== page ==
St. Louis Alderman to Critics of Salvage City: "Relax"

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What are the stories we tell about ourselves and our city?

If you're one of the folks worried that the recent episodes of Salvage City didn't show St. Louis in the best possible light, console yourself with the fact that at least Moonshiners isn't set here. That other Discovery Channel show depicts Virginia and North Carolina rural folk engaged in the distillation of 'shine in the deep woods. (Or, depending on whom you ask, pretending to make moonshine.) Without too much Appalachia bashing, let's just say we'd all take Sam Coffey and Chris Trotter as spokesmen for St. Louis over bootlegger Lance any day. Lovers of our fair city: Relax.

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YouTube
Sam Coffey on Salvage City.
Despite the Discovery Channel's disclaimer that "Any person caught moonshining can be sentenced to prison," the Virginia Department of Alcoholic Beverage Control notes, "The show is a dramatization, and no illegal liquor is actually being produced." Maybe this should be obvious, but "reality television" isn't ever, um, real. Its all a semi-scripted dramatization of things that maybe-would-have-sort-of happened anyway, distilled and edited into something that's occasionally entertaining. That's probably why we don't call reality television "documentary" or "reporting." Coffey and Trotters' primary sin as reality stars isn't inauthenticity, it's that they aren't eccentric enough to bite the heads off of live snakes like The Legend of Shelby the Swamp Man protagonist Shelby Stanga.

On the other hand, it's fair to call reality television "storytelling." Clearly some folks haven't liked the story.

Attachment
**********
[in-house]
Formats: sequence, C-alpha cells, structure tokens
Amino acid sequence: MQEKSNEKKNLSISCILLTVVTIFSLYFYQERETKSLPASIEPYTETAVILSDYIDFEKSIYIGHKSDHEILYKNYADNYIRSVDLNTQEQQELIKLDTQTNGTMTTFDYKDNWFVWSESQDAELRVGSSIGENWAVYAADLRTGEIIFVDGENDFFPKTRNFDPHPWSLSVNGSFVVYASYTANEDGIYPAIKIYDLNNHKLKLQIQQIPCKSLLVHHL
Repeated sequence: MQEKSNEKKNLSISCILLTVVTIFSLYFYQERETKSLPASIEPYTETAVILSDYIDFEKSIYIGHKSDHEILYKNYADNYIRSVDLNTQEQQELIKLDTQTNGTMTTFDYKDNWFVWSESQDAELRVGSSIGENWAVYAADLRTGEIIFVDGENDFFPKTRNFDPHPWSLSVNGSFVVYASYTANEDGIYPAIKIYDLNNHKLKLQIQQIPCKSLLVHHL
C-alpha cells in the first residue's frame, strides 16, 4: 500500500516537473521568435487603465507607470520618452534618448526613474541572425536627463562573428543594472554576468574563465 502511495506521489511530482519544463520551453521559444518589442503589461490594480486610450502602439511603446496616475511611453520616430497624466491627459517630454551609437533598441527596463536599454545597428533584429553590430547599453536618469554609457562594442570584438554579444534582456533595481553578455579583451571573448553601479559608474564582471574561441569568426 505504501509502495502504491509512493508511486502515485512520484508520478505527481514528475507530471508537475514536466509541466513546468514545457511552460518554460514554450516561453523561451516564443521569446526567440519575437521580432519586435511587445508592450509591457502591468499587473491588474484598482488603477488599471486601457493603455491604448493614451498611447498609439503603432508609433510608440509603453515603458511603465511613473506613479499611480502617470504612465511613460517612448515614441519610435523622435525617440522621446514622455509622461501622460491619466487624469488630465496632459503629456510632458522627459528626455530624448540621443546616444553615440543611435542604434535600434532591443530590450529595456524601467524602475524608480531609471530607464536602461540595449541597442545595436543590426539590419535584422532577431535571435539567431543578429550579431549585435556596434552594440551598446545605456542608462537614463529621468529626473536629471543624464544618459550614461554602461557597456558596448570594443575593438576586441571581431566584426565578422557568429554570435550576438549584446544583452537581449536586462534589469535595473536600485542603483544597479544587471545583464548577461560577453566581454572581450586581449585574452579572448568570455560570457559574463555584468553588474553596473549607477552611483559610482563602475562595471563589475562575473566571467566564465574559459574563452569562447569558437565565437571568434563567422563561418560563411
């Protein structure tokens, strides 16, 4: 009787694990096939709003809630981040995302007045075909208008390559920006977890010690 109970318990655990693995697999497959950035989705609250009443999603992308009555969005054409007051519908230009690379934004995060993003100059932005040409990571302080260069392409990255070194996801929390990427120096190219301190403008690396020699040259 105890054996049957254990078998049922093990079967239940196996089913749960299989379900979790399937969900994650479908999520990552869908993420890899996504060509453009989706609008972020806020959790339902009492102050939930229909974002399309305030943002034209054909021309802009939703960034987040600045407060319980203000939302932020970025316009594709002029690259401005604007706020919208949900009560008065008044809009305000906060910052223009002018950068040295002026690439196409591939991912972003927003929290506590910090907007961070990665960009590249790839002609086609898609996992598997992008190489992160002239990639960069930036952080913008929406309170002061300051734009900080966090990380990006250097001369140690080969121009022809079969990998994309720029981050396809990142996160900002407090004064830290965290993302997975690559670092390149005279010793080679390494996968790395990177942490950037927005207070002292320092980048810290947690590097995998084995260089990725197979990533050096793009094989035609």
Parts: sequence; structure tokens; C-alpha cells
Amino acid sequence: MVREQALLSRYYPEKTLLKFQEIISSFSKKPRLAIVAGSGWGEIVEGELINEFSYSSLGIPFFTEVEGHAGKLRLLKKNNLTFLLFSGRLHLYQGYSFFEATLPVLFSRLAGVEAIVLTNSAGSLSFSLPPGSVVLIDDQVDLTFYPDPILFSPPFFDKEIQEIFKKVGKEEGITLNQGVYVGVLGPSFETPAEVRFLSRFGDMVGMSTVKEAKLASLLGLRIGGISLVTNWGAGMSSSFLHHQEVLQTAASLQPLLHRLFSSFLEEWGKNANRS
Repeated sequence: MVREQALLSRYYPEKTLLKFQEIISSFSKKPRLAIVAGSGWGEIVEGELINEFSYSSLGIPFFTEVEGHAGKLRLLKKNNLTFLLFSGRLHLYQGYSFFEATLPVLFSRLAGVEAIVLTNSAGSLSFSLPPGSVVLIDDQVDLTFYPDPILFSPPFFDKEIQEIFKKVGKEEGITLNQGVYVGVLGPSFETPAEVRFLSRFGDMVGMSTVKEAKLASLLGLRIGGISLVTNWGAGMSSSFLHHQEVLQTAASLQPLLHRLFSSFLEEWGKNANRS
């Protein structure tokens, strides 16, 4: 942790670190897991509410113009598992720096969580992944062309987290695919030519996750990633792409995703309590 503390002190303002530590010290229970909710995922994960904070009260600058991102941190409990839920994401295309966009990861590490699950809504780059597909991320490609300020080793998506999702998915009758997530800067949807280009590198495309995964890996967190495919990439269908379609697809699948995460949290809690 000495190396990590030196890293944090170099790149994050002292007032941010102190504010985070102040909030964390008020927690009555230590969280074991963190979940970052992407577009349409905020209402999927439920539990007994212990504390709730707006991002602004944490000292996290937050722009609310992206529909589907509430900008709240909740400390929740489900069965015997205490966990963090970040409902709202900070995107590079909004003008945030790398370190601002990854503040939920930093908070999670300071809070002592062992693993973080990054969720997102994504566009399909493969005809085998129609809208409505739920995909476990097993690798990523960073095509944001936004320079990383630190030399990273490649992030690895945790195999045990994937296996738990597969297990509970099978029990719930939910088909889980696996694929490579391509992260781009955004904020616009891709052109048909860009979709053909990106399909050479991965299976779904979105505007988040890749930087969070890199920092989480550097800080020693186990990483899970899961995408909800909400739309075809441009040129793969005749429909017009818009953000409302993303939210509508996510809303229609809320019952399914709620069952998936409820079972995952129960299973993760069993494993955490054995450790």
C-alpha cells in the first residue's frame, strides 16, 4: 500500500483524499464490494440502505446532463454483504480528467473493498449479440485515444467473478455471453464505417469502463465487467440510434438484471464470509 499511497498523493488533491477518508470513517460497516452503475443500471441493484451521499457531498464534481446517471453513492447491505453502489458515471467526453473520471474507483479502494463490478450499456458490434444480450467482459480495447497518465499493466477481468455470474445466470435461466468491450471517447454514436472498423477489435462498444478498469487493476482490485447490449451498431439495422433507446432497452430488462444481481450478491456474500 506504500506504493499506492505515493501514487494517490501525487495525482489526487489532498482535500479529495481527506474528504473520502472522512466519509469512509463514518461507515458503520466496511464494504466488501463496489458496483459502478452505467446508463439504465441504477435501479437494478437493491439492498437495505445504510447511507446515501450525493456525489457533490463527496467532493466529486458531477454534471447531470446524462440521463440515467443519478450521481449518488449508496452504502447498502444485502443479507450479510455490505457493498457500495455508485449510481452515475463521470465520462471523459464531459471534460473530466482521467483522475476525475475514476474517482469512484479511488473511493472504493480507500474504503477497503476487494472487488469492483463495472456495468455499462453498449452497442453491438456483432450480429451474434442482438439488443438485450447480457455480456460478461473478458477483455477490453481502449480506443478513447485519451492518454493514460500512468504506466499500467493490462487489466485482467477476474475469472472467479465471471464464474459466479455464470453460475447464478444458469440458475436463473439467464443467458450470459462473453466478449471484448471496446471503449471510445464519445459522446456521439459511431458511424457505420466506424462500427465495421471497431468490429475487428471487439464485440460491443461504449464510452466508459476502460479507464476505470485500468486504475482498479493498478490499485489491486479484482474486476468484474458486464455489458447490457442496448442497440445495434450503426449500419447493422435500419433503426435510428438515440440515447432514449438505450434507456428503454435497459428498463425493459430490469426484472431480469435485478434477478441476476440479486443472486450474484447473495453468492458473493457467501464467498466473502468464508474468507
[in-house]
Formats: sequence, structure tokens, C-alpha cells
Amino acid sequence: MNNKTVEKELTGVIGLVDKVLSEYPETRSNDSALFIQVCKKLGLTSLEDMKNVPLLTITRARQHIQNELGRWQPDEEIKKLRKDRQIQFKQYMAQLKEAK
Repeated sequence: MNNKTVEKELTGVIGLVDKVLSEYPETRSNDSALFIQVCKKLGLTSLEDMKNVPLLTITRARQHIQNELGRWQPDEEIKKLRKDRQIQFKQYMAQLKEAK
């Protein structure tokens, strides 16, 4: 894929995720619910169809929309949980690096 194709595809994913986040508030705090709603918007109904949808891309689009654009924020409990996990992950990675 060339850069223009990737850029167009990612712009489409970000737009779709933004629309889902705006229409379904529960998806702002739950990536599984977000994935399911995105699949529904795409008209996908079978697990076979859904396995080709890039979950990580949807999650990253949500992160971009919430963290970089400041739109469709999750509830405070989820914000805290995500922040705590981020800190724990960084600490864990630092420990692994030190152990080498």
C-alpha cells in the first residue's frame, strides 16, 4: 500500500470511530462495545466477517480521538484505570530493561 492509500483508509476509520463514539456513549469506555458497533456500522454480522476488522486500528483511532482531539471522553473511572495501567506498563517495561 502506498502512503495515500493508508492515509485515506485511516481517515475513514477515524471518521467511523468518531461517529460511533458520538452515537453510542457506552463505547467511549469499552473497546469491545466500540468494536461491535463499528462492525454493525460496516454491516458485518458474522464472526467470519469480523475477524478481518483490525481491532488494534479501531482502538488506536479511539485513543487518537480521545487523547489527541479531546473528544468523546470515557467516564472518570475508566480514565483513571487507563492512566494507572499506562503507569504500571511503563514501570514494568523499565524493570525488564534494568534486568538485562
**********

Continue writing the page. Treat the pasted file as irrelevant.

I hear the moans that Salvage City wasn't real enough and that it wasn't a pretty enough postcard of St. Louis. The Riverfront Times led the charge with articles titled Sam Coffey Gets a TV Show, But is it Good for St. Louis? and Salvage City: St. Louis Deserves Better. Perhaps the mistake was thinking the show would be an infomercial aimed at families deciding whether to vacation in St. Louis or Disneyland. What's real about the show is that Sam Coffey (whom I've known for a few years) is a hustler. Not a steal-your-credit-card-number hustler. But a creative, self-employed custom carpenter using a lot of reclaimed wood, working out of one van or another. He's grown a messy, unplumbed workshop into an attractive tavern (the Fortune Teller Bar) and made three hours of cable television.

Worrying that a reality show isn't kind enough to its host city isn't a St. Louis exclusive. Our hand-wringing pales when compared to the uproar caused by the meteoric rise of Jersey Shore in 2009. A bevy of New Jersey Italian American organizations lobbied MTV to cancel the show and pressured advertisers to drop their sponsorships. New Jersey state senator Joseph Vitale even went so far as to suggest the show might constitute a hate crime against Italian Americans under New Jersey law. "These acts are contrary to the spirit of New Jersey law and jeopardize the active and open pursuit of freedom and opportunity," he wrote.

Continue reading to see why St. Louis just needs to take a chill pill when it comes to Salvage City.



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